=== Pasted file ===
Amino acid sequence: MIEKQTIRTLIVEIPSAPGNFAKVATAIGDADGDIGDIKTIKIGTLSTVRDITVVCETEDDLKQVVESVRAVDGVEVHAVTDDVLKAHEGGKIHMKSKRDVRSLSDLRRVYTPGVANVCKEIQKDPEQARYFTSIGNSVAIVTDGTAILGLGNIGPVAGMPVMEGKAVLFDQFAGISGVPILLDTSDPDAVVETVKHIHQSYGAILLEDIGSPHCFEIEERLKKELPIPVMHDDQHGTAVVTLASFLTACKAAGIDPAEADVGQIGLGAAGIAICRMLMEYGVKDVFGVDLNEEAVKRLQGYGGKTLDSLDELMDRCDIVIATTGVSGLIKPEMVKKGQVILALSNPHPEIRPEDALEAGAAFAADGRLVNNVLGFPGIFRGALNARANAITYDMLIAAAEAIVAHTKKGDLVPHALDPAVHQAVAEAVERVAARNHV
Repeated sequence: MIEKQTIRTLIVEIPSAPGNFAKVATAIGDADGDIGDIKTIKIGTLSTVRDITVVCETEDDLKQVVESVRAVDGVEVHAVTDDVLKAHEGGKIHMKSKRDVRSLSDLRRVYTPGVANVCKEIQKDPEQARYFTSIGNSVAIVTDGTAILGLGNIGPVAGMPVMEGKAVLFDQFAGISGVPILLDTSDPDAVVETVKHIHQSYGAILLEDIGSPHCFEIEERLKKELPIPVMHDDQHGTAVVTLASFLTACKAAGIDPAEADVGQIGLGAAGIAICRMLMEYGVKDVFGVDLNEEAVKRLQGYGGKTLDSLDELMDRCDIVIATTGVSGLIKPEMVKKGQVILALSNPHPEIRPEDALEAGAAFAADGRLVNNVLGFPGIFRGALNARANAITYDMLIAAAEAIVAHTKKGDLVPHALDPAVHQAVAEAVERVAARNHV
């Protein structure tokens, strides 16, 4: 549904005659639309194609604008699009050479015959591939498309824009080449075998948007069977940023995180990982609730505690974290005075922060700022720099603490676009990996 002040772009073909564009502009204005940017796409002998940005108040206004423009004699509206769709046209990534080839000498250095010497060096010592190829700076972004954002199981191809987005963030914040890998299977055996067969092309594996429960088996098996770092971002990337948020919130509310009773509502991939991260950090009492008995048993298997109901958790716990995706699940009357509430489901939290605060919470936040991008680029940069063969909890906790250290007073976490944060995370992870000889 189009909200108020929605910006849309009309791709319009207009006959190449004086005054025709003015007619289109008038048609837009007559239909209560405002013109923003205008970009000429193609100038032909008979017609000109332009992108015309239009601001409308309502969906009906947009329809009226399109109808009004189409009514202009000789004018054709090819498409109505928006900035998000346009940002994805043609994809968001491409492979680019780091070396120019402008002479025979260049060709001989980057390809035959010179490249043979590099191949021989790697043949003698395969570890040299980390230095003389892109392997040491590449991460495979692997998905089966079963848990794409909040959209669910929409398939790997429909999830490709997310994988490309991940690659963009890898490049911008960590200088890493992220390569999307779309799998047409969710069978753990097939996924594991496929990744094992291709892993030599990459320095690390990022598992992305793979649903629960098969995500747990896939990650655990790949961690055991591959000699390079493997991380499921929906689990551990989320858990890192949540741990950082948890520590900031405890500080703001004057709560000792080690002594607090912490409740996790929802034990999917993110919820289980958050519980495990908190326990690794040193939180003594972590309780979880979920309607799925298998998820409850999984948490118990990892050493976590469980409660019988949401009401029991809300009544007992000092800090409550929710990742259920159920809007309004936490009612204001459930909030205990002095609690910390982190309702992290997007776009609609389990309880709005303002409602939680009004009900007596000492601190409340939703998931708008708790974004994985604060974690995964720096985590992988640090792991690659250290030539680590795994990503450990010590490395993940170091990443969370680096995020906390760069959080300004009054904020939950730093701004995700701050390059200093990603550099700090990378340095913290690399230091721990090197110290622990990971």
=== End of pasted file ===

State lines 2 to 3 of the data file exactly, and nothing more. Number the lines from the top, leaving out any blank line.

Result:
Repeated sequence: MIEKQTIRTLIVEIPSAPGNFAKVATAIGDADGDIGDIKTIKIGTLSTVRDITVVCETEDDLKQVVESVRAVDGVEVHAVTDDVLKAHEGGKIHMKSKRDVRSLSDLRRVYTPGVANVCKEIQKDPEQARYFTSIGNSVAIVTDGTAILGLGNIGPVAGMPVMEGKAVLFDQFAGISGVPILLDTSDPDAVVETVKHIHQSYGAILLEDIGSPHCFEIEERLKKELPIPVMHDDQHGTAVVTLASFLTACKAAGIDPAEADVGQIGLGAAGIAICRMLMEYGVKDVFGVDLNEEAVKRLQGYGGKTLDSLDELMDRCDIVIATTGVSGLIKPEMVKKGQVILALSNPHPEIRPEDALEAGAAFAADGRLVNNVLGFPGIFRGALNARANAITYDMLIAAAEAIVAHTKKGDLVPHALDPAVHQAVAEAVERVAARNHV
């Protein structure tokens, strides 16, 4: 549904005659639309194609604008699009050479015959591939498309824009080449075998948007069977940023995180990982609730505690974290005075922060700022720099603490676009990996 002040772009073909564009502009204005940017796409002998940005108040206004423009004699509206769709046209990534080839000498250095010497060096010592190829700076972004954002199981191809987005963030914040890998299977055996067969092309594996429960088996098996770092971002990337948020919130509310009773509502991939991260950090009492008995048993298997109901958790716990995706699940009357509430489901939290605060919470936040991008680029940069063969909890906790250290007073976490944060995370992870000889 189009909200108020929605910006849309009309791709319009207009006959190449004086005054025709003015007619289109008038048609837009007559239909209560405002013109923003205008970009000429193609100038032909008979017609000109332009992108015309239009601001409308309502969906009906947009329809009226399109109808009004189409009514202009000789004018054709090819498409109505928006900035998000346009940002994805043609994809968001491409492979680019780091070396120019402008002479025979260049060709001989980057390809035959010179490249043979590099191949021989790697043949003698395969570890040299980390230095003389892109392997040491590449991460495979692997998905089966079963848990794409909040959209669910929409398939790997429909999830490709997310994988490309991940690659963009890898490049911008960590200088890493992220390569999307779309799998047409969710069978753990097939996924594991496929990744094992291709892993030599990459320095690390990022598992992305793979649903629960098969995500747990896939990650655990790949961690055991591959000699390079493997991380499921929906689990551990989320858990890192949540741990950082948890520590900031405890500080703001004057709560000792080690002594607090912490409740996790929802034990999917993110919820289980958050519980495990908190326990690794040193939180003594972590309780979880979920309607799925298998998820409850999984948490118990990892050493976590469980409660019988949401009401029991809300009544007992000092800090409550929710990742259920159920809007309004936490009612204001459930909030205990002095609690910390982190309702992290997007776009609609389990309880709005303002409602939680009004009900007596000492601190409340939703998931708008708790974004994985604060974690995964720096985590992988640090792991690659250290030539680590795994990503450990010590490395993940170091990443969370680096995020906390760069959080300004009054904020939950730093701004995700701050390059200093990603550099700090990378340095913290690399230091721990090197110290622990990971």